Nepali artist charged with blasphemy
As reported elsewhere the acclaimed Nepali painter Manish Harijan's exhitbition titled The Rise of Collateral in Siddhartha Art Gallery (Patan, Nepal) was charged with blasphemy by the group of World Hindu Federation activists. The author and gallerist were even threatened with death. The police, instead of providing protection, padlocked the gallery. More to that, there is actual imminence of legal action against the artist and curator.
Nepal has nearly no record of religious violence and was mostly untouched by the Hindu fundamentalism (aka hindutva) of India. Moreover this country also nominally became secular republic by promulgation of interim constitution in 2007 (before it was a hindu kingdom) . That’s why the attack of bigots and consequent legal action against the exhibition of Manish Harijan's paintings is surprising in some way. The artist’s pictures which depicts hindu gods in western superheroes outfits or Nepali ubiquitous wrathful god Bhairav being overpowered by the Captain America is apparently playful comment on the Western values and ideas penetrating Nepali cultural environment. The parallel makes a lot of sense in country, where the gods are not only subjects of deep devotion but also acts as pop-culture figures.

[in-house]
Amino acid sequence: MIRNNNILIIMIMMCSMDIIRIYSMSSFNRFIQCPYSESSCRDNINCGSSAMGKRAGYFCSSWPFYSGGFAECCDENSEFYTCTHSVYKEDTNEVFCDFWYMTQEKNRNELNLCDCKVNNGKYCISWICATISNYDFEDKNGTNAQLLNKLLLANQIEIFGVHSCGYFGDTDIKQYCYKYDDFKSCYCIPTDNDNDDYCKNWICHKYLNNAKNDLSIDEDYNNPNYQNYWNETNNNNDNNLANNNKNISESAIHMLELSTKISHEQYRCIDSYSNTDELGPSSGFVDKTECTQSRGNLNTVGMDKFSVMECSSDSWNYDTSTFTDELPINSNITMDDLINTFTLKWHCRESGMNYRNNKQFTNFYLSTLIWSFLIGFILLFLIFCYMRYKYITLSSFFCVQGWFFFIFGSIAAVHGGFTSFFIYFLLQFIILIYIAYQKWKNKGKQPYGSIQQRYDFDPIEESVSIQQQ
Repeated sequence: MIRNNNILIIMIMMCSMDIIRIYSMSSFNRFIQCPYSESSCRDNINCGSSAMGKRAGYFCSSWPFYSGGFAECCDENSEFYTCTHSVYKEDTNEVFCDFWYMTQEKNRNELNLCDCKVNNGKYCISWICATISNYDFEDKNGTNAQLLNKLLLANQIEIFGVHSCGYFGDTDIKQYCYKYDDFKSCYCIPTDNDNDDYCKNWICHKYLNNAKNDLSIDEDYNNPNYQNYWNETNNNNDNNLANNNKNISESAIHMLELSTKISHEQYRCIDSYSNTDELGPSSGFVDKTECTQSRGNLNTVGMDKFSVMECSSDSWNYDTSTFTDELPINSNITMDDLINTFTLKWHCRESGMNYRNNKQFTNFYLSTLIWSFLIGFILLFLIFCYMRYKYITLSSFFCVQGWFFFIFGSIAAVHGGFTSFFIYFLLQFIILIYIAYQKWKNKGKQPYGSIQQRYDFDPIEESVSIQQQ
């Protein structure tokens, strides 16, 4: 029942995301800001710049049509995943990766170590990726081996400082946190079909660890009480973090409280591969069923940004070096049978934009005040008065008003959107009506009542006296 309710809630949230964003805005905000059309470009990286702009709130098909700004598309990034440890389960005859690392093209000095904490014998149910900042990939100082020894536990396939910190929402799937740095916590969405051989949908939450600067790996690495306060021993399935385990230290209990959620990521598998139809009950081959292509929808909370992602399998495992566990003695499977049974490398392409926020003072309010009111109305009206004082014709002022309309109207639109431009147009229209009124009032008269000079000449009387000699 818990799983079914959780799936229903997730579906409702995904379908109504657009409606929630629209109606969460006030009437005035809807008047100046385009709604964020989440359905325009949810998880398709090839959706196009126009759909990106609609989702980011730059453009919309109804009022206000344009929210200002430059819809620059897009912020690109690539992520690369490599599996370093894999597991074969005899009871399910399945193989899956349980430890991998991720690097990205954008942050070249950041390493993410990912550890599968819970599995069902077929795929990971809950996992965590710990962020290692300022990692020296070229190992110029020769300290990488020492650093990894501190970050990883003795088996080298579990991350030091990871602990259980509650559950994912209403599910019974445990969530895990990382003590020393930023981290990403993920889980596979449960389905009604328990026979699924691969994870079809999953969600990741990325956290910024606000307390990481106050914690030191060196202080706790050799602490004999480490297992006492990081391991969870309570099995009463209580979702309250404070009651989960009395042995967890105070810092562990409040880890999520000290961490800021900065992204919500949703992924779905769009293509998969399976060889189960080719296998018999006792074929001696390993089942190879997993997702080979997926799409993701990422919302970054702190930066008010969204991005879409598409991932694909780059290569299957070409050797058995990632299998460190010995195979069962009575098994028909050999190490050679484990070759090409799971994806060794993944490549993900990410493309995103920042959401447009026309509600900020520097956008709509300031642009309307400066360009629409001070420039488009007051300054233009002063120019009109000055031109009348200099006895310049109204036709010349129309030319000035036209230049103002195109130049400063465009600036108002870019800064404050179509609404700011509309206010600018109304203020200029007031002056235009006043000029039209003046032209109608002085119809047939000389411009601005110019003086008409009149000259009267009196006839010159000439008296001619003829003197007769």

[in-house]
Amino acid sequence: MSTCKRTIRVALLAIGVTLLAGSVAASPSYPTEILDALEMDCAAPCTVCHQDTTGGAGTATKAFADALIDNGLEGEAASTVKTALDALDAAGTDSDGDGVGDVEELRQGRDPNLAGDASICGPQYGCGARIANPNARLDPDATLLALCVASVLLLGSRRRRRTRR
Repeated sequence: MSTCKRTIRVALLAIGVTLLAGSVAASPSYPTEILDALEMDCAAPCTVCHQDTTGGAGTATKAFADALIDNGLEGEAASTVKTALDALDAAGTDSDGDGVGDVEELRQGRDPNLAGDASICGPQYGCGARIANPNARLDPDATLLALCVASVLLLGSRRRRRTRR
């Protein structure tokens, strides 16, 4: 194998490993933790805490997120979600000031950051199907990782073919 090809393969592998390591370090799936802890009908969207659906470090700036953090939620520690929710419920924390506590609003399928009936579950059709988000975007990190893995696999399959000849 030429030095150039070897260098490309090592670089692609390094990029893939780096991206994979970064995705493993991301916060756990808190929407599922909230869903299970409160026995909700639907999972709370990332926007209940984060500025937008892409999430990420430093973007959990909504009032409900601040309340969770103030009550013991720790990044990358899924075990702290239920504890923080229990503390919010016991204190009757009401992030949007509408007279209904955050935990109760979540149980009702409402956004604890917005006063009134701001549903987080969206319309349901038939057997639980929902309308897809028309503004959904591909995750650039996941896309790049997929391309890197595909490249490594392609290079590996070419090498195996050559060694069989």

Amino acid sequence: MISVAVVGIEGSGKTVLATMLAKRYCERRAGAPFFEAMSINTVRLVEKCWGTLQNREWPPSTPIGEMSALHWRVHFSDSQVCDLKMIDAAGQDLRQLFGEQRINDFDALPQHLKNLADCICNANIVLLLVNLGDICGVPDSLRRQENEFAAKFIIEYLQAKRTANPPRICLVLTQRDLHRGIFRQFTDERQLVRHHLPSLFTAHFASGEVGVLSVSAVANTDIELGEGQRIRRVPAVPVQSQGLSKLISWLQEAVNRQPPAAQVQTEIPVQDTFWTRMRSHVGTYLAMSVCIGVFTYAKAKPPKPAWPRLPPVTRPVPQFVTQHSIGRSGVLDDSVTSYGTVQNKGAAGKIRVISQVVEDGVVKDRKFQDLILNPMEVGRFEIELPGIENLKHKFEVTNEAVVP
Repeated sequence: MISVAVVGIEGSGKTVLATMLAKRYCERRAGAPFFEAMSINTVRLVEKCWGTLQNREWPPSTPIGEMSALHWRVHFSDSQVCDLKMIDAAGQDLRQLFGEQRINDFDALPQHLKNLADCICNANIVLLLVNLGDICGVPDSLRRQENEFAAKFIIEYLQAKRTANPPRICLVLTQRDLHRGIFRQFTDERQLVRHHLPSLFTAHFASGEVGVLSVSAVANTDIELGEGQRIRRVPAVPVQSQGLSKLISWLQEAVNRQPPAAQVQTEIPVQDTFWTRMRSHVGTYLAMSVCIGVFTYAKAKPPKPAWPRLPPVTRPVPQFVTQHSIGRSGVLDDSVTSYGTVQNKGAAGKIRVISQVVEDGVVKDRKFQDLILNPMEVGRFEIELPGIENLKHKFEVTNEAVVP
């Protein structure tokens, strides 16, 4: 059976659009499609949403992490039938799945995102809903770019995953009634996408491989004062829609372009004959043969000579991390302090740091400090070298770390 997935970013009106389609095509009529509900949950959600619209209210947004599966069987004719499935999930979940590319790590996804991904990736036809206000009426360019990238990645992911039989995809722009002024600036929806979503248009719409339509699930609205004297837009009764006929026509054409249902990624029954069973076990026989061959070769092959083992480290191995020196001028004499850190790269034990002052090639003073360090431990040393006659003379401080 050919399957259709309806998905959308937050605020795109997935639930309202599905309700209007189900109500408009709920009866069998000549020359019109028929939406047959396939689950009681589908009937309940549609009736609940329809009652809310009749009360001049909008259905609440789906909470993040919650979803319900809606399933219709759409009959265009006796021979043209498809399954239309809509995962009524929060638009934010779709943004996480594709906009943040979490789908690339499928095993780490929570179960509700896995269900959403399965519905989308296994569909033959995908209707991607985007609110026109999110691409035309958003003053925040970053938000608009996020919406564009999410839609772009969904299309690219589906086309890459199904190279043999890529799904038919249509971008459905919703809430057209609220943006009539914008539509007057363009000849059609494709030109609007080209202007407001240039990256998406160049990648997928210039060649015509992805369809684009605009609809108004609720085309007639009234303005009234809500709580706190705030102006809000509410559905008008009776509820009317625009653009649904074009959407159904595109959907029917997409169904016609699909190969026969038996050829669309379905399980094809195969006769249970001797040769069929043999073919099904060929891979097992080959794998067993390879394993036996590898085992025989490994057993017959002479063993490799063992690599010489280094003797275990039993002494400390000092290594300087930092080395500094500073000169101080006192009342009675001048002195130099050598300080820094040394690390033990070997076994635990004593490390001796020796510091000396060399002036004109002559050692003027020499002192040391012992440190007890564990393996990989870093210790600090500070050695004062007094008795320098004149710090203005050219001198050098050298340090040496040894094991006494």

This was not the way the bigot attackers did understand the Harijan’s work. They took it as mere parody which allegedly hurts their religious feelings. In fact, not too much to be bothered about, it is easy to offend the bigots everywhere in the world. The consequent legal action is much more reason to worry.
Even though officially secular state, Nepal’s still valid civil code, the “Muluki Ain” of 1962, is strongly focused on traditional hindu values and its protection. The Nepal is in a permanent state of transition which got blocked by incompetency and stubbornness of the political parties leaders. It's political limbo and lack of leading ideas, the vague understanding of secularism and free speech among the police and justice staff, which is probably behind the forced closing of the exhibition and imminence of legal action against the artist and organizers.
It is quite sure that majority of Nepali cultural public stands behind the artist and the gallery. It’s only needed to hope, that even the Nepali legal system will favour the spirit of the current transition, instead of outdated legal code. Manish Harijan’s exhibition can become touchstone of the so much anticipated New Nepal, or the another proof, that Nepal is slipping from the path of freedom and democracy.